Black Holes Might Not Always Form By Exploding Stars, New Research Concluded

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It is a generally accepted truth these days that black holes form by gravitational collapse of massive celestial objects such as stars. But a new study might change this universally acknowledged fact. The evidence is yet to be confirmed, but scientists might have discovered proof that could alter our knowledge in regards to black holes.

Shantanu Basu and Arpan Das, astrophysicists at the University of Western, Ontario, issued a research paper in Astrophysical Journal Letters which declares that black holes are not always the result of a collapse of a star. Instead, some of the black holes develop quite rapidly in a short period, and after that, they stop evolving. The two researchers demonstrate the way black holes appeared at the beginning of the universe. Professor Shantanu Basu declared that “this is indirect observational evidence that black holes originate from direct-collapses and not from stellar remnants.”

This study comes after many years in which scientists didn’t have a definite answer to the question ‘How did supermassive black holes form?’, as we know that for a supermassive black hole to be created, there had to be a star more than twenty times bigger than our Sun. They have always tried to find a definitive solution to it. And Basu and Das might have come with an explanation.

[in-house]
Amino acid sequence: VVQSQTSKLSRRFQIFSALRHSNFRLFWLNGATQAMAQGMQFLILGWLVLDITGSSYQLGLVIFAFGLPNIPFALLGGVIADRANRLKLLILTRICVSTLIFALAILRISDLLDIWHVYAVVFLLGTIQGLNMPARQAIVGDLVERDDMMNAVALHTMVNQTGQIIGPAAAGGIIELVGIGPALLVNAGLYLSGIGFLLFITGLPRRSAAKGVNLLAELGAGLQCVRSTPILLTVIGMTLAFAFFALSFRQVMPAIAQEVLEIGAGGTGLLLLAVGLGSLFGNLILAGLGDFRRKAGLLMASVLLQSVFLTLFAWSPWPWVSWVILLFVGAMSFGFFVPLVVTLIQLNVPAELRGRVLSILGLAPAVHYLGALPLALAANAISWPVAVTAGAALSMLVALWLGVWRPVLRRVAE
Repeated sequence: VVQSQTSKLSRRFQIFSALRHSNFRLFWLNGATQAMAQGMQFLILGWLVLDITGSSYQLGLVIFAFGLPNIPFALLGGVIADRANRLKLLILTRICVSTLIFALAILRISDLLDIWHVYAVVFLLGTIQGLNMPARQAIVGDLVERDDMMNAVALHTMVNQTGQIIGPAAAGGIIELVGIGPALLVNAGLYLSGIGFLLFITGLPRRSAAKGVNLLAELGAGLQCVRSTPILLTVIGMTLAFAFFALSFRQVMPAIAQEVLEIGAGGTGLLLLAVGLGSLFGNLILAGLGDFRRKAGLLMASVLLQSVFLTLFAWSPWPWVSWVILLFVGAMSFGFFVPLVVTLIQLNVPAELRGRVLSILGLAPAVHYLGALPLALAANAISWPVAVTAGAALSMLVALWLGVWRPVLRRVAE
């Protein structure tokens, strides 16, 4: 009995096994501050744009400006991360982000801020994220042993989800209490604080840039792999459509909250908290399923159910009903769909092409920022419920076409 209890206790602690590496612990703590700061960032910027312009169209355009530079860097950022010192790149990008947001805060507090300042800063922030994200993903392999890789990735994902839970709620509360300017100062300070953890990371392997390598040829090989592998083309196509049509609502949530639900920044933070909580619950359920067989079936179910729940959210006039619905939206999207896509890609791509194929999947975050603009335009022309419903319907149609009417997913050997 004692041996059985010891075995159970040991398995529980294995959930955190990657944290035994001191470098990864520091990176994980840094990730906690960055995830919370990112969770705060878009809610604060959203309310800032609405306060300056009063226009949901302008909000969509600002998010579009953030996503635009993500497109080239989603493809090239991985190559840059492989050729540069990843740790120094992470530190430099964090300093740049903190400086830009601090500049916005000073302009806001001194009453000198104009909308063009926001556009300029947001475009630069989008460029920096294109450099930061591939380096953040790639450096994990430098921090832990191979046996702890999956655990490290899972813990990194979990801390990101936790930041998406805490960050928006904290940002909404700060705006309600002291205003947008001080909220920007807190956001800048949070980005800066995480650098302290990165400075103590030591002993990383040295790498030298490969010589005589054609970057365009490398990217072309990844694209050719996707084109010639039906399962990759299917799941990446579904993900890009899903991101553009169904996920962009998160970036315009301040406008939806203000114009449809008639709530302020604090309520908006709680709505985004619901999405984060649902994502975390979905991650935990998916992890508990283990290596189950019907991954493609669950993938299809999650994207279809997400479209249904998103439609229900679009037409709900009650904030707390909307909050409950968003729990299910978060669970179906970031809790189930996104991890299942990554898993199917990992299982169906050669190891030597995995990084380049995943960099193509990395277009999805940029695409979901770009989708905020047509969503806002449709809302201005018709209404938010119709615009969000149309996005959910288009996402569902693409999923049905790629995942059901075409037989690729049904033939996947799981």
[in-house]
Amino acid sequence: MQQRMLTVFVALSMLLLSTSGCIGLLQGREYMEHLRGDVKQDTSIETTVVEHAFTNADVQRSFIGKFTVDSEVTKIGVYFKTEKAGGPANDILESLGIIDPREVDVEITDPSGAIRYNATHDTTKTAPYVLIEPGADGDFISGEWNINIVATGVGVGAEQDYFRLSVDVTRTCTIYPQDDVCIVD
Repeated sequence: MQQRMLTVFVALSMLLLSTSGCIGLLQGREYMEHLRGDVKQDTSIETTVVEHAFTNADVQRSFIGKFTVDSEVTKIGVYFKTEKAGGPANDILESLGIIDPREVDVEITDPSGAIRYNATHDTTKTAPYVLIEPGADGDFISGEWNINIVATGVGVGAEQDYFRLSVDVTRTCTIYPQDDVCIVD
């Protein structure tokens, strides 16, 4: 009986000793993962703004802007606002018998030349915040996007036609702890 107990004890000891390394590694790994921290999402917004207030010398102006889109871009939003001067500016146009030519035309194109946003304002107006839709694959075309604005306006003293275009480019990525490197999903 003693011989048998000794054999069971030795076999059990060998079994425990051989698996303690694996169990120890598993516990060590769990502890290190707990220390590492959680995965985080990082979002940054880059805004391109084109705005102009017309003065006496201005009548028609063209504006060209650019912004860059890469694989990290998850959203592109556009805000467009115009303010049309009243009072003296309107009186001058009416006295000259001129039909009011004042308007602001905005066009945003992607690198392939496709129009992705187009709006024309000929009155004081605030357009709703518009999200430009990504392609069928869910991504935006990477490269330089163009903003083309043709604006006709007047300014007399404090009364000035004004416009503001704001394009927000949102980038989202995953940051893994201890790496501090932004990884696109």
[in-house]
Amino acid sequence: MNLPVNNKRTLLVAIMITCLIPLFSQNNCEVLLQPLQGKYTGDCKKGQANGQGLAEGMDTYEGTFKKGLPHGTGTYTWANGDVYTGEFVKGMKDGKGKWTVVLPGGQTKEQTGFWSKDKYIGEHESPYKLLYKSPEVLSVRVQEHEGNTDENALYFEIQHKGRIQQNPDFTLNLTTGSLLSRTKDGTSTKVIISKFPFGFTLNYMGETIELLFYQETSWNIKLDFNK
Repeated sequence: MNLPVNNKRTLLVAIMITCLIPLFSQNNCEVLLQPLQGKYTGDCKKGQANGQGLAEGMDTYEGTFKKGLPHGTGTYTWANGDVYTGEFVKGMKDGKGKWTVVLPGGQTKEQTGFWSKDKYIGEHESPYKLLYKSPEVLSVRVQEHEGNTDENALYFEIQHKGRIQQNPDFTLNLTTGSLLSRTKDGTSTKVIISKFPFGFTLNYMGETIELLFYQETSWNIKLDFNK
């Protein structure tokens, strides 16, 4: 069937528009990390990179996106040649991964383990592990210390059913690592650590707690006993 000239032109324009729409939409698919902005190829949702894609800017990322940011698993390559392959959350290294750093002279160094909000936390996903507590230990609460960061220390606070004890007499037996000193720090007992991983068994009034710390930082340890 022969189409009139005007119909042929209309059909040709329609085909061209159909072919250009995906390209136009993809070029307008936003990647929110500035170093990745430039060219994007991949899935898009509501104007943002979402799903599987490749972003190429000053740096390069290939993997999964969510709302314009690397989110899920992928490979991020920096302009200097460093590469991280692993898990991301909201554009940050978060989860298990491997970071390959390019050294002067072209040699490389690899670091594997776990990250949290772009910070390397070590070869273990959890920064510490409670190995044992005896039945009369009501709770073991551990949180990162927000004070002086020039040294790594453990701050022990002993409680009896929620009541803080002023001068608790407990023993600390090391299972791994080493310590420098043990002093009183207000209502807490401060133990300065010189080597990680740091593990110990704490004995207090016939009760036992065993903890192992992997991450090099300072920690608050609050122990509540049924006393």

Black Holes Might Not Always Form By Exploding Stars

The two researchers presented, not before coming with evidence, the ‘direct-collapse’ scenario. This scenario indicates that there is a chance that a considerable load of cosmic gas and dust to collapse into a black hole all of a sudden, a black hole more massive than those formed by collapsing stars.

Scientist Ethan Siegel also advocates the creation of black holes by ‘direct-collapse.’ He also explains the stages of black holes creation, from the moment a star collapses, the gas and dust resulted forming new solar systems, to the moment other gas and dust in a nearby zone which also undergoes the same process does not create solar systems but further collapses and forms a black hole.

Astrophysicists have discovered in the last decade supermassive black holes that appeared in the early stages of the creation of the universe, with millions of years earlier than the galaxies. Therefore, these black holes couldn’t have been created by collapsing stars as there weren’t any stars to collapse. The supermassive black holes had a relatively limited period to grow as, with the radiation emitted from the formation of stars and new black holes, their creation stopped.

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